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French Women for All Seasons: A Year of Secrets, Recipes, and Pleasure

30 review for French Women for All Seasons: A Year of Secrets, Recipes, and Pleasure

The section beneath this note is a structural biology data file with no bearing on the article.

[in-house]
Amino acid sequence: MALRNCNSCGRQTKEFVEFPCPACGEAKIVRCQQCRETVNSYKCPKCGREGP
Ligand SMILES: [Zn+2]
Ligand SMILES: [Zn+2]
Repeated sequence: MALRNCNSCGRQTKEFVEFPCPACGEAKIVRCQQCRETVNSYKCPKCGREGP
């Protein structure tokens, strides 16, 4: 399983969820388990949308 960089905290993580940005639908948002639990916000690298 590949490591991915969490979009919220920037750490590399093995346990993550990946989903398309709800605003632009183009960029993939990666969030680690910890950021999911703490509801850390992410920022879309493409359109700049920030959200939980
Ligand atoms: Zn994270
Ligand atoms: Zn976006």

1. 4 out of 5

    Carmen